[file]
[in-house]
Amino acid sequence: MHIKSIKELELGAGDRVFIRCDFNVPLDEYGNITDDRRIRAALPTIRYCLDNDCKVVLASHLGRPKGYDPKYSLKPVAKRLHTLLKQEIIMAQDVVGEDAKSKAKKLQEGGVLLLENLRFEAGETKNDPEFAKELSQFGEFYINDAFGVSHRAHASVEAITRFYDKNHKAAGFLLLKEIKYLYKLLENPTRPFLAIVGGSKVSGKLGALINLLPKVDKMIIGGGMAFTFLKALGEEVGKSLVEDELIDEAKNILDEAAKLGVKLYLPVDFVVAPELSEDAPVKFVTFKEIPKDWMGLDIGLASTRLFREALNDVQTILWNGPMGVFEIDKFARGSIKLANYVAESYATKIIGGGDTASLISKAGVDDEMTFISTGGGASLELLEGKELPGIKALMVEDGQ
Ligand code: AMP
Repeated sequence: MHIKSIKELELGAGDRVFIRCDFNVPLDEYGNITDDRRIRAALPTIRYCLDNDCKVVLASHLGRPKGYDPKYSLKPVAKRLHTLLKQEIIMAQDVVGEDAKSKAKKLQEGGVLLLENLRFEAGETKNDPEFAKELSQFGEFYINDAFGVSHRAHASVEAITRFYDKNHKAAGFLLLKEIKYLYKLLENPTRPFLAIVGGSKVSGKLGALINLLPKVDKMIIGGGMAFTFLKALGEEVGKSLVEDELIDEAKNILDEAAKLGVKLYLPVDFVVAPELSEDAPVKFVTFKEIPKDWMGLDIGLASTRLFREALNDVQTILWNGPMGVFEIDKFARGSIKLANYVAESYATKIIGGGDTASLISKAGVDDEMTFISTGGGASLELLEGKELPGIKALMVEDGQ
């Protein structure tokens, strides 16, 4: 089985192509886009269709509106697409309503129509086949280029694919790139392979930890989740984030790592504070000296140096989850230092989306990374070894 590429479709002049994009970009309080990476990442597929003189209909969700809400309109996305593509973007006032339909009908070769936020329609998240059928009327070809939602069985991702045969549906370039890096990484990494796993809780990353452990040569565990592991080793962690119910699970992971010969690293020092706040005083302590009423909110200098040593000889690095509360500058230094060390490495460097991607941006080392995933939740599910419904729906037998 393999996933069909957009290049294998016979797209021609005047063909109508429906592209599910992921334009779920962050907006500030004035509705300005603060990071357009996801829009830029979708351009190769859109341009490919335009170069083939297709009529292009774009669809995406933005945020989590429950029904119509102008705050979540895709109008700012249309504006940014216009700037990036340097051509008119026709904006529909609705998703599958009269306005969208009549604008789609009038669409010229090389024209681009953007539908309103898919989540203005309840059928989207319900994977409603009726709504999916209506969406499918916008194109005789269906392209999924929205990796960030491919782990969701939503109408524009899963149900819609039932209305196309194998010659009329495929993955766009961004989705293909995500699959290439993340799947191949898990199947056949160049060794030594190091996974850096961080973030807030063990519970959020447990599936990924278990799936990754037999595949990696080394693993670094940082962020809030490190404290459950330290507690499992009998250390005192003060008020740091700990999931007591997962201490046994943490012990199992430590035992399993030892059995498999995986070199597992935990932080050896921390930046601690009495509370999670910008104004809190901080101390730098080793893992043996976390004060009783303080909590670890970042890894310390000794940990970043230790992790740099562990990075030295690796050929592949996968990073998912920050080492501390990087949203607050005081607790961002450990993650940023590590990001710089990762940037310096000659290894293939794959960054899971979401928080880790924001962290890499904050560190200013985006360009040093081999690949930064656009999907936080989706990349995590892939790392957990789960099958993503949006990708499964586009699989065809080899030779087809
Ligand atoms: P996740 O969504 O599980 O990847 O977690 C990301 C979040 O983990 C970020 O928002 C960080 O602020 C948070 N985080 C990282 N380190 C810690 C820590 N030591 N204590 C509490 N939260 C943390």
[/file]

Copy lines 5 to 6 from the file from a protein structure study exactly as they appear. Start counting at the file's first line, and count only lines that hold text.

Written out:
């Protein structure tokens, strides 16, 4: 089985192509886009269709509106697409309503129509086949280029694919790139392979930890989740984030790592504070000296140096989850230092989306990374070894 590429479709002049994009970009309080990476990442597929003189209909969700809400309109996305593509973007006032339909009908070769936020329609998240059928009327070809939602069985991702045969549906370039890096990484990494796993809780990353452990040569565990592991080793962690119910699970992971010969690293020092706040005083302590009423909110200098040593000889690095509360500058230094060390490495460097991607941006080392995933939740599910419904729906037998 393999996933069909957009290049294998016979797209021609005047063909109508429906592209599910992921334009779920962050907006500030004035509705300005603060990071357009996801829009830029979708351009190769859109341009490919335009170069083939297709009529292009774009669809995406933005945020989590429950029904119509102008705050979540895709109008700012249309504006940014216009700037990036340097051509008119026709904006529909609705998703599958009269306005969208009549604008789609009038669409010229090389024209681009953007539908309103898919989540203005309840059928989207319900994977409603009726709504999916209506969406499918916008194109005789269906392209999924929205990796960030491919782990969701939503109408524009899963149900819609039932209305196309194998010659009329495929993955766009961004989705293909995500699959290439993340799947191949898990199947056949160049060794030594190091996974850096961080973030807030063990519970959020447990599936990924278990799936990754037999595949990696080394693993670094940082962020809030490190404290459950330290507690499992009998250390005192003060008020740091700990999931007591997962201490046994943490012990199992430590035992399993030892059995498999995986070199597992935990932080050896921390930046601690009495509370999670910008104004809190901080101390730098080793893992043996976390004060009783303080909590670890970042890894310390000794940990970043230790992790740099562990990075030295690796050929592949996968990073998912920050080492501390990087949203607050005081607790961002450990993650940023590590990001710089990762940037310096000659290894293939794959960054899971979401928080880790924001962290890499904050560190200013985006360009040093081999690949930064656009999907936080989706990349995590892939790392957990789960099958993503949006990708499964586009699989065809080899030779087809
Ligand atoms: P996740 O969504 O599980 O990847 O977690 C990301 C979040 O983990 C970020 O928002 C960080 O602020 C948070 N985080 C990282 N380190 C810690 C820590 N030591 N204590 C509490 N939260 C943390």